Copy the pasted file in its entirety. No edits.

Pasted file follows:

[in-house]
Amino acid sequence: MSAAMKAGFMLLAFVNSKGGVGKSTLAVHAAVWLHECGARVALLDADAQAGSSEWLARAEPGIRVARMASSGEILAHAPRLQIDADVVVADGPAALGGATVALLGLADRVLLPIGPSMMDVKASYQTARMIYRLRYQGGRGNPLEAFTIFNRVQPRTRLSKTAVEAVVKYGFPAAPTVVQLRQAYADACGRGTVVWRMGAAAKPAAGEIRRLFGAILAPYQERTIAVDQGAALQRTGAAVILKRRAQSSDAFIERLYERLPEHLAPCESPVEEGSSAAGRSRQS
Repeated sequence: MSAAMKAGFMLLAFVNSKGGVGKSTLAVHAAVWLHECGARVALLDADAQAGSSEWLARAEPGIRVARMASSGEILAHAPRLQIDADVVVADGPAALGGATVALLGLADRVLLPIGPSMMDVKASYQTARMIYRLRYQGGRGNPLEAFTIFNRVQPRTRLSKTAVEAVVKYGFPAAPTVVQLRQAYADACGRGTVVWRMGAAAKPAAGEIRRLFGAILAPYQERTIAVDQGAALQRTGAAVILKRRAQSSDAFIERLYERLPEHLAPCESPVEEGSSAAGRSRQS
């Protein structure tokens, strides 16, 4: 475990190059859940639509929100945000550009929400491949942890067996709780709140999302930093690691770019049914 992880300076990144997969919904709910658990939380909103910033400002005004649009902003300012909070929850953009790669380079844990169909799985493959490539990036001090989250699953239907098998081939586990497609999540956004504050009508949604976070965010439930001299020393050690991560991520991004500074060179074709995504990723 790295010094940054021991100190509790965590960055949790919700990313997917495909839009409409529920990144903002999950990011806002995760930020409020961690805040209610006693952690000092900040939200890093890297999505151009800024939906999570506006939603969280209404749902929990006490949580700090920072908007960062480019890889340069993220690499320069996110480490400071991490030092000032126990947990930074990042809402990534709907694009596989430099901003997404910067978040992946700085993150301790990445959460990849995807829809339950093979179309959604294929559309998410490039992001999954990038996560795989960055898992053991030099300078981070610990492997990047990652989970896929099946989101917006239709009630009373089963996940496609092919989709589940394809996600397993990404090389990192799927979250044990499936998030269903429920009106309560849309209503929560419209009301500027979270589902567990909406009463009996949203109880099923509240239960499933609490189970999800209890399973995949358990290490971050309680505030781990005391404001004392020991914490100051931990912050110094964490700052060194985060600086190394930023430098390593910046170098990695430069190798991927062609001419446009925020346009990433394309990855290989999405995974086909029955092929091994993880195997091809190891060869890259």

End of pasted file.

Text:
[in-house]
Amino acid sequence: MSAAMKAGFMLLAFVNSKGGVGKSTLAVHAAVWLHECGARVALLDADAQAGSSEWLARAEPGIRVARMASSGEILAHAPRLQIDADVVVADGPAALGGATVALLGLADRVLLPIGPSMMDVKASYQTARMIYRLRYQGGRGNPLEAFTIFNRVQPRTRLSKTAVEAVVKYGFPAAPTVVQLRQAYADACGRGTVVWRMGAAAKPAAGEIRRLFGAILAPYQERTIAVDQGAALQRTGAAVILKRRAQSSDAFIERLYERLPEHLAPCESPVEEGSSAAGRSRQS
Repeated sequence: MSAAMKAGFMLLAFVNSKGGVGKSTLAVHAAVWLHECGARVALLDADAQAGSSEWLARAEPGIRVARMASSGEILAHAPRLQIDADVVVADGPAALGGATVALLGLADRVLLPIGPSMMDVKASYQTARMIYRLRYQGGRGNPLEAFTIFNRVQPRTRLSKTAVEAVVKYGFPAAPTVVQLRQAYADACGRGTVVWRMGAAAKPAAGEIRRLFGAILAPYQERTIAVDQGAALQRTGAAVILKRRAQSSDAFIERLYERLPEHLAPCESPVEEGSSAAGRSRQS
């Protein structure tokens, strides 16, 4: 475990190059859940639509929100945000550009929400491949942890067996709780709140999302930093690691770019049914 992880300076990144997969919904709910658990939380909103910033400002005004649009902003300012909070929850953009790669380079844990169909799985493959490539990036001090989250699953239907098998081939586990497609999540956004504050009508949604976070965010439930001299020393050690991560991520991004500074060179074709995504990723 790295010094940054021991100190509790965590960055949790919700990313997917495909839009409409529920990144903002999950990011806002995760930020409020961690805040209610006693952690000092900040939200890093890297999505151009800024939906999570506006939603969280209404749902929990006490949580700090920072908007960062480019890889340069993220690499320069996110480490400071991490030092000032126990947990930074990042809402990534709907694009596989430099901003997404910067978040992946700085993150301790990445959460990849995807829809339950093979179309959604294929559309998410490039992001999954990038996560795989960055898992053991030099300078981070610990492997990047990652989970896929099946989101917006239709009630009373089963996940496609092919989709589940394809996600397993990404090389990192799927979250044990499936998030269903429920009106309560849309209503929560419209009301500027979270589902567990909406009463009996949203109880099923509240239960499933609490189970999800209890399973995949358990290490971050309680505030781990005391404001004392020991914490100051931990912050110094964490700052060194985060600086190394930023430098390593910046170098990695430069190798991927062609001419446009925020346009990433394309990855290989999405995974086909029955092929091994993880195997091809190891060869890259």